Rising labour costs and fuel prices nationwide will need to flow onto the supermarket checkout, one dairy executive says.
Thrifty supermarket shoppers need to pay more for generic milk as inflation hits dairy ledgers, a farm lobby leader says.
eastAUSdairy vice chairman Graham Forbes said Australian shoppers need to now pay two litres a litre for generic milk in order to keep the sector viable.
He said historically low prices for milk – a hangover from the dollar-a-litre 2010s — were unsustainable.
“Two dollars a litre for milk is still very cheap. You pay more per litre for soft drink or sparkling water,” Mr Forbes said.
“Throughout the dollar-a-litre years, we were always were pretty reasonable. We’d say $1.40 a litre or $1.50 a litre was about where the price needed to be.
“But the economy has shifted in the past few months. Inflation is running and the dairy industry needs to keep up, otherwise you’re producing milk for hardly any return.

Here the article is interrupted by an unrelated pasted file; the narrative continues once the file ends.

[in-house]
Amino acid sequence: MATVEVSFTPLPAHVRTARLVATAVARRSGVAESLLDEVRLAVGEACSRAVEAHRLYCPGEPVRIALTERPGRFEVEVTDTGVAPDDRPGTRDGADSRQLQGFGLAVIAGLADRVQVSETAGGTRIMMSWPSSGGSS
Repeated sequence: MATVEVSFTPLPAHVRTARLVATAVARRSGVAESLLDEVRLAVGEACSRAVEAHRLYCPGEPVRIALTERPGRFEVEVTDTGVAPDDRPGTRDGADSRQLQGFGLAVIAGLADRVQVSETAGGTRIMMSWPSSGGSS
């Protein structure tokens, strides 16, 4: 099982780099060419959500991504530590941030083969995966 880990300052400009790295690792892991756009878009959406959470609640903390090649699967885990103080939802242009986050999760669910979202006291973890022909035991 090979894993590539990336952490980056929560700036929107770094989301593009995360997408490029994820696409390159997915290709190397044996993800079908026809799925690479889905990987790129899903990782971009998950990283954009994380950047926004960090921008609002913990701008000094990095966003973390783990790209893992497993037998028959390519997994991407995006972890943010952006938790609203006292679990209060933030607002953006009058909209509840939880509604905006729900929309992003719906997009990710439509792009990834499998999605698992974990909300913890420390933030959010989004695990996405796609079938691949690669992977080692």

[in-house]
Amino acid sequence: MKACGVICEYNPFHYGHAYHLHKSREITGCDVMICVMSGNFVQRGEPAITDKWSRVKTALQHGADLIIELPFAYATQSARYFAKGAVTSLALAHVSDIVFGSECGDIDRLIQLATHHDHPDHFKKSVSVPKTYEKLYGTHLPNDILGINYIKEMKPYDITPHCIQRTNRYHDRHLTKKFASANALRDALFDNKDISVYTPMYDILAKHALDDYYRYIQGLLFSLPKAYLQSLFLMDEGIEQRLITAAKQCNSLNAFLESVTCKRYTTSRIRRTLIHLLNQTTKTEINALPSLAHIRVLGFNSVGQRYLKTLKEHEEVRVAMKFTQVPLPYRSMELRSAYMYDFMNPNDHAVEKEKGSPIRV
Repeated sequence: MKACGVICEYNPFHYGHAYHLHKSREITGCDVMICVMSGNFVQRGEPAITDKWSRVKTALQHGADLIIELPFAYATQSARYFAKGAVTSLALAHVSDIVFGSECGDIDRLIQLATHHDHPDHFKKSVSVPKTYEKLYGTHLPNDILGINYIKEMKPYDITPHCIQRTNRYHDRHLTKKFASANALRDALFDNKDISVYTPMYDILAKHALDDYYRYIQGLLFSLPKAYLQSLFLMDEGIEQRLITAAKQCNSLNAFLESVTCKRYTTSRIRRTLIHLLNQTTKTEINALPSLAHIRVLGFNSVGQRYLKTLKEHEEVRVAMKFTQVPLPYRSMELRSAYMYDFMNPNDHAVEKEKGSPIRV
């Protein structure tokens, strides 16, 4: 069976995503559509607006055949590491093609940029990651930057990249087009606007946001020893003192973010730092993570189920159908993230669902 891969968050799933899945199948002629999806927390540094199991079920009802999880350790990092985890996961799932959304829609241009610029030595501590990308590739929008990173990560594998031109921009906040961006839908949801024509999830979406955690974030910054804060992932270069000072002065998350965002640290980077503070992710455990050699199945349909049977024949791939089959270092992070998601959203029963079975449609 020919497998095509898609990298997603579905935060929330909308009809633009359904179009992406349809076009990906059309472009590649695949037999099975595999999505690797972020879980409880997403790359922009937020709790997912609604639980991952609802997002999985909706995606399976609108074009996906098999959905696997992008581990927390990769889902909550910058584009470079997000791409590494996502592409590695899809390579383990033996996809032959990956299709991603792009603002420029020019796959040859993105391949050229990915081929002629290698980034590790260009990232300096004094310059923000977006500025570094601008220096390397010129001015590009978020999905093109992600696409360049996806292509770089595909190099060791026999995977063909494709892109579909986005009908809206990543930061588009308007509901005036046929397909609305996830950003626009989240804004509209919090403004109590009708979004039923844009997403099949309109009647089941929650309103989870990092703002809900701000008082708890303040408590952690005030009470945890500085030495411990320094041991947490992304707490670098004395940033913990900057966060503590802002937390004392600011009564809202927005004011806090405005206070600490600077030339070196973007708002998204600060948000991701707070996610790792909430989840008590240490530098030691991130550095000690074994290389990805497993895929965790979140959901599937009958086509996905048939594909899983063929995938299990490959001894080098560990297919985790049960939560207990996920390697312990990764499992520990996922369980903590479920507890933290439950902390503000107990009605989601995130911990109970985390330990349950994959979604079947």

“Labour costs are high due to worker shortages. Fuel, as we all know, is far more expensive than it was at the start of the year. Two dollars a litre for generic milk is still reasonable in the bigger scheme of things.”
The dollar-a-litre milk push was introduced by Coles and Woolworths in January 2011 and lasted eight years until it rose incrementally to $1.10 a litre.
Along with Aldi, Australia’s big three supermarkets quietly increased the price of generic milk to $1.30 just prior to Christmas, although fuel costs have skyrocketed since that time.
A Coles spokeswoman said the supermarket offered a variety of fresh milk for customers at different price points.
“Coles has moved to source Coles Brand milk via a direct sourcing model in some regions
and therefore, we are able to pay farmers directly in those regions,” the spokeswoman said. “We believe this model delivers fair and competitive prices to farmers, provides greater certainty of income, and allows farmers to more confidently plan for their future.
“Coles is proud to work with our farmers, supporting the industry through the Coles Sustainable Dairy Development Group, with more than $5 million committed to sustainability projects.”
“Coles offers a variety of fresh white drinking milk in a range of price points so that customers can choose what suits their budget and the needs of their family.”
Woolworths and Aldi have been contacted by The Weekly Times for comment.
Earlier this month, United Dairyfarmers of Victoria president Paul Mumford urged the big three supermarkets to explain to customers why dairy prices needed to rise.
Original article sourced from: https://www.weeklytimesnow.com.au/